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« Reply #23 on: July 02, 2016, 07:51:03 AM »

I've tried lots of different antennas in the last year.  In the context of a lightweight backpacking antenna for 20 and 40 meters I have found a crappie pole quarter wave elevated radial vertical to be  the best compromise.   The kit comprises of five pieces of number 24awg wire cut to 16.5 feet each.  The crappie pole is a Cabelas 16.5 foot version.  A four foot piece of 3/4 PVC pipe is lashed to a rock or fallen tree or whatever as the mount for the antenna (base of crappie pole slips over this).  I wrap one of the pieces of wire around the pole and four others are elevated radials.  I try to keep the radials a a foot or two above the ground.  The antenna is fed with 6 feet of RG-174 with clipleads at the feed point and a BNC at the radio end.  For 40 meters, I only use one radial (two 16.5 pieces of wire in series) and the main radiator is two of the wires in series in an inverted L fashion.  No tuner, no balun (for an end fed), no long runs of heavy coax (for a dipole).  Lightweight!  This antenna is backpacked in the Rockies several times a week and generally outperforms a low dipole.  A high dipole would be better but feed line weight and needing to bring support string and finding trees or other suitable tie points is a big negative, especially above the tree-line.  With the sunspot cycle where it is right now, I'm not worried about the other bands, but the antenna could obviously be scaled for the higher bands.  In another few short years, 20m will be closed too and I'll refine the whole approach for better 40m performance.  No 80m operation.....I'm off the mountain by dark.

This past Sunday during field day, I hiked to a 7200 foot peak nearby and set this antenna up in about five minutes.  On 20m phone with 10W (KX2), I worked just about everyone I called on the first or second reply.  No hassling with sling shots.  I operated for about two hours and hiked for about 4 hours.  The drinking water I carry almost always weighs more than the radio equipment......
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N1GMV
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Posts: 171




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« Reply #24 on: July 03, 2016, 08:25:45 PM »

Mine is the AlexLoop, takes me less than 2 minutes to set up and I don't need any trees.
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VE7JBT
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Posts: 1




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« Reply #25 on: July 05, 2016, 05:50:42 AM »

Mine is the AlexLoop, takes me less than 2 minutes to set up and I don't need any trees.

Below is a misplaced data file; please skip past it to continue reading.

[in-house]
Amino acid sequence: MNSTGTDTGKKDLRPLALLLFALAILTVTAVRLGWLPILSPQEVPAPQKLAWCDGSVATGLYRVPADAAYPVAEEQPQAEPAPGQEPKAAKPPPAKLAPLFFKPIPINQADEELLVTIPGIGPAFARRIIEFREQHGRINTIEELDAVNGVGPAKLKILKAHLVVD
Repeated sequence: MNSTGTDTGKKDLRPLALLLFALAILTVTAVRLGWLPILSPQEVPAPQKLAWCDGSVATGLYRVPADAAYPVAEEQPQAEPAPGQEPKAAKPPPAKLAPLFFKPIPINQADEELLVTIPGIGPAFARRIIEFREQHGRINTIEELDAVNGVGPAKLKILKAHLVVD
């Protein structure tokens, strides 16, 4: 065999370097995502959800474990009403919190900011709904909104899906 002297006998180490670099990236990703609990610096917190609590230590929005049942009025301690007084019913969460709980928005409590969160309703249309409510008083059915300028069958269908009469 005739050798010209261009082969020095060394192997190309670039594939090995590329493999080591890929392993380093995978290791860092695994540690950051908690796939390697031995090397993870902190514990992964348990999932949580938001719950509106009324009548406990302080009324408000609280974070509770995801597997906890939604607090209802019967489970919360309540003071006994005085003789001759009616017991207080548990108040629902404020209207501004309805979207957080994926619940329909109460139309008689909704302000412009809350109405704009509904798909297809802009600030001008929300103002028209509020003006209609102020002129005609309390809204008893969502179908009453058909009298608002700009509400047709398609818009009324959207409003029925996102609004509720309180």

Hello N1GMV - I've got an AlexLoop as well, bought it second hand recently.  I've experienced issues trying to find a low SWR on certain frequencies in the 20m band.  For example, it'll tune to about 1.3:1 SWR around 14.285, but then when I tune the radio to 14.255, the lowest I can get is about 4.6:1 SWR.  And when I try it on 14.300 it'll only go down to about 5:1 SWR.  Anywhere on 40m it'll give a good match, and I've tried a few frequencies on 17m with good results.  I haven't really used it on any other bands so far, so can't really comment on results further. 

I'm using this loop with an Elecraft KX3 and I use about 2.5 watts CW signal to make the fine adjustments on the loop after tuning for loudest noise on the frequency I want to use.

So I'm just wondering if these are the same results you've had, or am I experiencing something that is unique to my AlexLoop?  Thanks and 73's VE7JBT
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WD4ELG
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Posts: 183




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« Reply #26 on: July 05, 2016, 10:35:52 PM »

K5LXP, AMEN OM!
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KB2FCV
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Posts: 2570


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« Reply #27 on: July 06, 2016, 09:08:59 AM »

I like end fed antennas with counterpoises. If you are travelling on foot they are light and easy to put up. The tuner in my KX1 handles them fine.. from a park or my back yard I've worked both stateside and DX with just a watt or two and this antenna. I carry a small roll of masons twine for support rope. a 1/2 filled bottle of water makes a nice weight to toss over the line.
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ONAIR
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Posts: 3536




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« Reply #28 on: July 06, 2016, 11:04:58 AM »

I like end fed antennas with counterpoises. If you are travelling on foot they are light and easy to put up. The tuner in my KX1 handles them fine.. from a park or my back yard I've worked both stateside and DX with just a watt or two and this antenna. I carry a small roll of masons twine for support rope. a 1/2 filled bottle of water makes a nice weight to toss over the line.
   Interesting!  Any specific brand/model that you recommend?  Smiley
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KA0USE
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Posts: 19




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« Reply #29 on: November 15, 2017, 08:36:49 PM »

i have to laugh. 'portable' is a relative term.

in the army, portable on an item's nomenclature plate is loosely defined as 'something that can be moved with the appropriate number of "volunteers" '.

'volunteer' is defined as "anyone within hearing range of 'YOU, AND YOU, AND YOU..' "
 repeated as often as necessary until the sufficient number of warm bodies has fallen in for the detail to move the nearly un-moveable object.

it would behoove you to not be within voice range.

all armies have lots of 'volunteers'.